Programs like our Restore Legacies restorative justice program and our Higher Heights self-paced high school diploma program for adults, along with services ranging from parenting skills and DUI classes with trauma education to lifesaving opioid overdose reversal and wound treatment response trainings all address a legacy of inequities and lower barriers to thriving in our community. Our Healing Circles create a trusted space to help us deconstruct what we carry – the effects of our childhoods, what we’ve inherited from those who came before us, the ways racism and trauma have impacted our ability to learn, grow, and create our own paths.
In DPH, transformation is taking place. Mixed generations are sharing in our Healing Circles, acknowledging the need to be mindful of what others may be carrying, stepping into their roles in their families as the innovators – the ones to help make change. We’re working to empower our community, to help them see their value. Consider the fortitude, the resilience, the strength it requires just to keep showing up most days. To do the work of unburdening what we can and shouldering what we must continue to carry, and still trying to find happiness, joy, love, and greatness. Students in our high school Healing Circles get an early start on this work of unburdening, and we provide additional behavioral health services on campus to ensure our young people have a safe space to make strong strides toward promising paths.
At Neighborhood Wellness, we provide the kind of community care that shines like a beacon in any kind of weather, calling our neighbors home and reminding us: no one is on this journey alone.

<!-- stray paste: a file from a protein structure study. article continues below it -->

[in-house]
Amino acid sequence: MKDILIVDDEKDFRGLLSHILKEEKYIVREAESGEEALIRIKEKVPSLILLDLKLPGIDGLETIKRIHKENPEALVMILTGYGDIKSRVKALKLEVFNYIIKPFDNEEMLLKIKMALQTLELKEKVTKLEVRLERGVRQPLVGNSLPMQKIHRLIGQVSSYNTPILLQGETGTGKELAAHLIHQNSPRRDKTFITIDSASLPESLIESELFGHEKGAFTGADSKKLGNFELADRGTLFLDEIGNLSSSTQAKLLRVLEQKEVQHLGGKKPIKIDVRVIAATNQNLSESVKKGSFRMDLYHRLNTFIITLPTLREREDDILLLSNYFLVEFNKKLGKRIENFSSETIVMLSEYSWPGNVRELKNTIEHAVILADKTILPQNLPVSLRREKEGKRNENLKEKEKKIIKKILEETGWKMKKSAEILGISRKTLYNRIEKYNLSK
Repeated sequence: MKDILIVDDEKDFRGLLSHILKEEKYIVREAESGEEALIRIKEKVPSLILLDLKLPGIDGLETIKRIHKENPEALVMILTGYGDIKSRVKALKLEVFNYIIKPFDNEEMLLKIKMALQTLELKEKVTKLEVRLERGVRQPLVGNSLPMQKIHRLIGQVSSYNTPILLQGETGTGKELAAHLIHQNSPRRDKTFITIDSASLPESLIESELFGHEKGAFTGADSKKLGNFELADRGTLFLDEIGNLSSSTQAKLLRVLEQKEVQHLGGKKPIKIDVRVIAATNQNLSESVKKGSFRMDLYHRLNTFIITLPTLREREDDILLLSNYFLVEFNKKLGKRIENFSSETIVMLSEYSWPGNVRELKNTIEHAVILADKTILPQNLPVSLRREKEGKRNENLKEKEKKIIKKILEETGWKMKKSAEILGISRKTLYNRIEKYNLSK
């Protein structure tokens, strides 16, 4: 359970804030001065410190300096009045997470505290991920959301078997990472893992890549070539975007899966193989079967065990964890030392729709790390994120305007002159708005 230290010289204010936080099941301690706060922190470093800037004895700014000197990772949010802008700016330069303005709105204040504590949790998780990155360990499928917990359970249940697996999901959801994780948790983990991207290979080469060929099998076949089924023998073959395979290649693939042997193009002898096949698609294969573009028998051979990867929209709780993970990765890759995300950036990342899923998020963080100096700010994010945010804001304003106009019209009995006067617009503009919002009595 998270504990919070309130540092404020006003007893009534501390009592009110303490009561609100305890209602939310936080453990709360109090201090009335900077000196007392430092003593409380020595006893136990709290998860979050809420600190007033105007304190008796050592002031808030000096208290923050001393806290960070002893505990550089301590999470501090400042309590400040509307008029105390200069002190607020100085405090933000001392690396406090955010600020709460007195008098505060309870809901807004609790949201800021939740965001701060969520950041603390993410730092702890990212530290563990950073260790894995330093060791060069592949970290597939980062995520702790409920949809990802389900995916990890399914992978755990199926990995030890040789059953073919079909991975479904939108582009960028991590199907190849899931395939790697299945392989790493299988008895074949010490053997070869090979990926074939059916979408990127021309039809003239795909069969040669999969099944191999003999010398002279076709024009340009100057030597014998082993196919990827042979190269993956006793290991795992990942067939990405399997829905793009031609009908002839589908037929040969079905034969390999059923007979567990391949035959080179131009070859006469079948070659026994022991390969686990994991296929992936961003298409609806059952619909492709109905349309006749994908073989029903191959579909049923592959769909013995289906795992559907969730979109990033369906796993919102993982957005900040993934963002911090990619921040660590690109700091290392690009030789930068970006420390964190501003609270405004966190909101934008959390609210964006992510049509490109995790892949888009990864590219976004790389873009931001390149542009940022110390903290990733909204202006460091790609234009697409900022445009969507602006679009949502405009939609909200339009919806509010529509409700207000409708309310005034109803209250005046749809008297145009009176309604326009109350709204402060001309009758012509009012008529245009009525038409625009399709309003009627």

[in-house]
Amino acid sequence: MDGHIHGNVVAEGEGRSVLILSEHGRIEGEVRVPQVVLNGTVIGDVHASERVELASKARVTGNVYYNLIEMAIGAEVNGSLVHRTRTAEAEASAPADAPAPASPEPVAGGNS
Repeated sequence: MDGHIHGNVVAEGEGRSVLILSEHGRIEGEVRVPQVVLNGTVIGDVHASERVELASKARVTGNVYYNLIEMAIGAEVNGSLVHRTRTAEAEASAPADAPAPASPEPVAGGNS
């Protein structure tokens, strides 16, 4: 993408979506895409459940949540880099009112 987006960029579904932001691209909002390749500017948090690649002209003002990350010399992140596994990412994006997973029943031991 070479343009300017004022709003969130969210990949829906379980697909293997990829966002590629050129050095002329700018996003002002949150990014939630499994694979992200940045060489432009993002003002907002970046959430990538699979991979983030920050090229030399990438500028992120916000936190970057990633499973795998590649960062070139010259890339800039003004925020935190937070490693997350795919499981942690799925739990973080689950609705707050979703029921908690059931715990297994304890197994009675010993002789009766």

When we disrupt cycles of trauma and reduce childhood adversity for the next generation – through awareness, education, skill-building, mental health care, access to resources, and lowering barriers – this is suicide prevention. This is helping keep each other alive. This is building the future of our neighborhood, and beyond.
About the Authors
Gina Warren, Pharm.D. – CEO & Co-Founder, Neighborhood Wellness
Dr. Warren, who earned her doctorate from UCSF, brings both clinical and grassroots perspectives to leading an interdisciplinary team to serve the Del Paso Heights community, her childhood neighborhood.
Marilyn Woods – CFO & Co-Founder, Neighborhood Wellness
The retired CEO/CFO/co-owner of the Institute for Fiduciary Education, Marilyn manages corporate development, assists with strategic development and executive management, and serves on the board.
Damond “Fade” Dorrough – Senior Neighborhood Navigator, Neighborhood Wellness
Damond is generationally rooted in DPH and provides historical perspective and understanding that help address the challenges in the current conditions.
Sarah Marikos, MPH – Executive Director, ACE Resource Network
A public health leader and epidemiologist, Sarah leads ACE Resource Network’s national and community-based efforts, along with their work to advance research on the biology of trauma.
California Black Media’s coverage of Mental Health in California is supported by the California Health Care Foundation.